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Flexible Spending Accounts

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Saving, Flexibly.

Introduction

Flexible Spending Accounts (FSA)s were introduced in the late 1970s as a response to the growing concern of rising cost of health care.  *FSAs offer employees a tax-favored program to help pay for unreimbursed qualified medical expenses (Healthcare FSA) and dependent care costs (Dependent Care FSA) for qualifying persons.

FSA is an employer established plan where both an employee and employer are eligible to contribute. Typically, the FSA is employee-funded through salary deferral and all contributions into the plan are made on a pre-tax basis. This ability to effectively reduce taxable income can result in meaningful increases to an employee’s take home pay.1

FSA14

While Dependent Care FSA’s are most often utilized with children under the age of 13 years old, it can also be used for children of any age who are physically or mentally incapable of self-care, as well as adult day care for senior citizens who live with the employee. The person(s) on whom the funds are used must be filed as dependent(s) on the employee’s tax return. The funds cannot be used for long-term care for parents who live far away (i.e. nursing homes).

When can I enroll?

The enrollment period is established by your employer; however it is typically towards the end of the calendar year before the current plan period ends.

What is the definition of a qualifying person?

A qualifying person is:

  1. You and your spouse.
  2. All dependents you claim on your tax return.
  3. Any person you could have claimed as a dependent on your return except that:
    • The person filed a joint return, or
    • Had gross income of $3,900 or more.
    • Your child under age 27 at the end of your tax year.

More information, see Publication 503.

*Health plans must be FSA approved. Depending on the size of the company, setup, administration and annual costs apply.

Pages: 1 2 3

Flexible Spending Accounts

pdf-iconPrint Article

Saving, Flexibly.

Introduction

Flexible Spending Accounts (FSA)s were introduced in the late 1970s as a response to the growing concern of rising cost of health care.  *FSAs offer employees a tax-favored program to help pay for unreimbursed qualified medical expenses (Healthcare FSA) and dependent care costs (Dependent Care FSA) for qualifying persons.

FSA is an employer established plan where both an employee and employer are eligible to contribute. Typically, the FSA is employee-funded through salary deferral and all contributions into the plan are made on a pre-tax basis. This ability to effectively reduce taxable income can result in meaningful increases to an employee’s take home pay.1

FSA14

While Dependent Care FSA’s are most often utilized with children under the age of 13 years old, it can also be used for children of any age who are physically or mentally incapable of self-care, as well as adult day care for senior citizens who live with the employee. The person(s) on whom the funds are used must be filed as dependent(s) on the employee’s tax return. The funds cannot be used for long-term care for parents who live far away (i.e. nursing homes).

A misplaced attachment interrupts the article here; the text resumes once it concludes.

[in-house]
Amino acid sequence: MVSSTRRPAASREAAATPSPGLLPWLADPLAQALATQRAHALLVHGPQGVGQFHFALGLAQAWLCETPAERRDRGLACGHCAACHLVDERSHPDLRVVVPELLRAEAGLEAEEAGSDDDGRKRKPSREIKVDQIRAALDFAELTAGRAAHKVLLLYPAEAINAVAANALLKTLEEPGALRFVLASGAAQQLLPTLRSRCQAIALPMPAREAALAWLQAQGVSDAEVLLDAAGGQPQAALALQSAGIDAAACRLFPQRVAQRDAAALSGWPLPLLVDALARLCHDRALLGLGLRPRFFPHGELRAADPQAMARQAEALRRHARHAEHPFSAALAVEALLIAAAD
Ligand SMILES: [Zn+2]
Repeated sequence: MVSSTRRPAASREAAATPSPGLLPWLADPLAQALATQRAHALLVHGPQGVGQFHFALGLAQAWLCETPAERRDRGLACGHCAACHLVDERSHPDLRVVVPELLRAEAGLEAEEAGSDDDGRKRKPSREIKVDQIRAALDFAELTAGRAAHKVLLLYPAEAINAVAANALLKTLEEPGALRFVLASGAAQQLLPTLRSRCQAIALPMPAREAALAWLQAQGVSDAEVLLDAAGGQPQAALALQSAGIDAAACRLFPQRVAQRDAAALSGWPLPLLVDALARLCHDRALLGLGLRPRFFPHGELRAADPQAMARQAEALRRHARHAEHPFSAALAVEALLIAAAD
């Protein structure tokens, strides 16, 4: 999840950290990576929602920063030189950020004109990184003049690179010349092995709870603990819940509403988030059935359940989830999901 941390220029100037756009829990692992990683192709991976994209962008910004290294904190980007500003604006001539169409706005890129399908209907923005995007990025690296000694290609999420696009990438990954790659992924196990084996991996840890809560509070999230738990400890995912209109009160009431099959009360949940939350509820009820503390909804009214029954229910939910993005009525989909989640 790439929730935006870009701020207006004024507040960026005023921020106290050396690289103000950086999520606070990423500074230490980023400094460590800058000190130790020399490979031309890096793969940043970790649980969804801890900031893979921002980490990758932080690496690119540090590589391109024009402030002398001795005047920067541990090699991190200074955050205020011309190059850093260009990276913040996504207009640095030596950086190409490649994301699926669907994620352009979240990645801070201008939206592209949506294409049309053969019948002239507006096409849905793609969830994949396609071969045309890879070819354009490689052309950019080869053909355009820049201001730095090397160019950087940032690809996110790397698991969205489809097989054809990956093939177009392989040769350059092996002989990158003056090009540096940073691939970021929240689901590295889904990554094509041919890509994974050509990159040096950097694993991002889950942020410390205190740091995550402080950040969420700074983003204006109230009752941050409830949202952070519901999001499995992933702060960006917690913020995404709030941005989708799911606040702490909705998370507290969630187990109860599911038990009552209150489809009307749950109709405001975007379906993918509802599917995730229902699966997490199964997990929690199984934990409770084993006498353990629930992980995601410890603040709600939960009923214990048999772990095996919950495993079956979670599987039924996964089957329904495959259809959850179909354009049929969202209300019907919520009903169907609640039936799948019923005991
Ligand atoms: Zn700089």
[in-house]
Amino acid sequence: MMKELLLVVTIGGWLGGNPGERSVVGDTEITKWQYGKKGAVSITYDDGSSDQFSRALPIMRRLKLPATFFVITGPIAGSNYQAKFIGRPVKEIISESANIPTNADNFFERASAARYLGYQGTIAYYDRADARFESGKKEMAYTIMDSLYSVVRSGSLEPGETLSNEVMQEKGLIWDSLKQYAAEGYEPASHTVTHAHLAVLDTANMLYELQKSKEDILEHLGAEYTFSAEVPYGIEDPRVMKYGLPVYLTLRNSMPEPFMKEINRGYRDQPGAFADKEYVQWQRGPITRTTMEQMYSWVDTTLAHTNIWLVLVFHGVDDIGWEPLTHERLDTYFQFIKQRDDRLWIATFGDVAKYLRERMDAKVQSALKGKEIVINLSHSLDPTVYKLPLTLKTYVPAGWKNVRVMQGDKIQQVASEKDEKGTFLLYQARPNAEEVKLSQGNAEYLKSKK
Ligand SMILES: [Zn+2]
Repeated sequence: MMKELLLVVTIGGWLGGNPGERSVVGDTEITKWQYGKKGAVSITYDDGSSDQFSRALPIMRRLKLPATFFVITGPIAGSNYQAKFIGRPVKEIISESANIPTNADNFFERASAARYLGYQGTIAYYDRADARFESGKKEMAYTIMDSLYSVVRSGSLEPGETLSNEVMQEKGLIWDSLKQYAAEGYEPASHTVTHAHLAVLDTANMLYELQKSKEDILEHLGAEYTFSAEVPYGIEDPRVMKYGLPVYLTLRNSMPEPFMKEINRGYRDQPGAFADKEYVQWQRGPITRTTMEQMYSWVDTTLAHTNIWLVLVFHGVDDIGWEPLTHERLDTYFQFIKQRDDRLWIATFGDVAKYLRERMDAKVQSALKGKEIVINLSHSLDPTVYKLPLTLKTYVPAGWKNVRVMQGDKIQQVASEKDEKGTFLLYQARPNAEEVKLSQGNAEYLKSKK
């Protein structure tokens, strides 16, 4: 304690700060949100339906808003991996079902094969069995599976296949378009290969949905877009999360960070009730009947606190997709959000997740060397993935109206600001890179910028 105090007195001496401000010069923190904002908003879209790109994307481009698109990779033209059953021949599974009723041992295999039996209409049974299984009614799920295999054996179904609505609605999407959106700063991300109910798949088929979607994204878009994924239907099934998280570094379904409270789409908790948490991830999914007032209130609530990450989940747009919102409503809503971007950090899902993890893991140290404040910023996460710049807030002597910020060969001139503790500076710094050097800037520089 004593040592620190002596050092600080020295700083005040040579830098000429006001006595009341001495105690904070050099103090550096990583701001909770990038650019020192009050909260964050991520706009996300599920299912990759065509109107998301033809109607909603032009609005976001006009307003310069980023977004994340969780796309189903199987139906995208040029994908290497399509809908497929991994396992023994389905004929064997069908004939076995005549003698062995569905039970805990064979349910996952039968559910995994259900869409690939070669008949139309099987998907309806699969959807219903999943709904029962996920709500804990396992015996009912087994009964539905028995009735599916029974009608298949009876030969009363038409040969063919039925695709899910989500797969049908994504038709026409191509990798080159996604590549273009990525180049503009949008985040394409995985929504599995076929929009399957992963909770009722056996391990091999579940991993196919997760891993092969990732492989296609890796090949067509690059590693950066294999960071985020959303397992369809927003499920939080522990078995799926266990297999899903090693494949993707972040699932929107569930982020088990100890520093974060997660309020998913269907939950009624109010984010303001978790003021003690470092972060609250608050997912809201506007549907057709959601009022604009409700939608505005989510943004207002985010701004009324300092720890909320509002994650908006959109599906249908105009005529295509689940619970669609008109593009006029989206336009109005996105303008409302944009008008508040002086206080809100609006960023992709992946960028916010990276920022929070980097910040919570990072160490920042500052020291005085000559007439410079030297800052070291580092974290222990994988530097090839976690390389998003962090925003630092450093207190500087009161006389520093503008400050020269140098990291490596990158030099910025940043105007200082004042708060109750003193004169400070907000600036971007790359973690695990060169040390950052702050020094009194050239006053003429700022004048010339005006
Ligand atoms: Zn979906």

When can I enroll?

The enrollment period is established by your employer; however it is typically towards the end of the calendar year before the current plan period ends.

What is the definition of a qualifying person?

A qualifying person is:

  1. You and your spouse.
  2. All dependents you claim on your tax return.
  3. Any person you could have claimed as a dependent on your return except that:
    • The person filed a joint return, or
    • Had gross income of $3,900 or more.
    • Your child under age 27 at the end of your tax year.

More information, see Publication 503.

*Health plans must be FSA approved. Depending on the size of the company, setup, administration and annual costs apply.

Pages: 1 2 3

Flexible Spending Accounts

pdf-iconPrint Article

Saving, Flexibly.

Introduction

Flexible Spending Accounts (FSA)s were introduced in the late 1970s as a response to the growing concern of rising cost of health care.  *FSAs offer employees a tax-favored program to help pay for unreimbursed qualified medical expenses (Healthcare FSA) and dependent care costs (Dependent Care FSA) for qualifying persons.

FSA is an employer established plan where both an employee and employer are eligible to contribute. Typically, the FSA is employee-funded through salary deferral and all contributions into the plan are made on a pre-tax basis. This ability to effectively reduce taxable income can result in meaningful increases to an employee’s take home pay.1

FSA14

While Dependent Care FSA’s are most often utilized with children under the age of 13 years old, it can also be used for children of any age who are physically or mentally incapable of self-care, as well as adult day care for senior citizens who live with the employee. The person(s) on whom the funds are used must be filed as dependent(s) on the employee’s tax return. The funds cannot be used for long-term care for parents who live far away (i.e. nursing homes).

When can I enroll?

The enrollment period is established by your employer; however it is typically towards the end of the calendar year before the current plan period ends.

What is the definition of a qualifying person?

A qualifying person is:

  1. You and your spouse.
  2. All dependents you claim on your tax return.
  3. Any person you could have claimed as a dependent on your return except that:
    • The person filed a joint return, or
    • Had gross income of $3,900 or more.
    • Your child under age 27 at the end of your tax year.

More information, see Publication 503.

*Health plans must be FSA approved. Depending on the size of the company, setup, administration and annual costs apply.

Pages: 1 2 3

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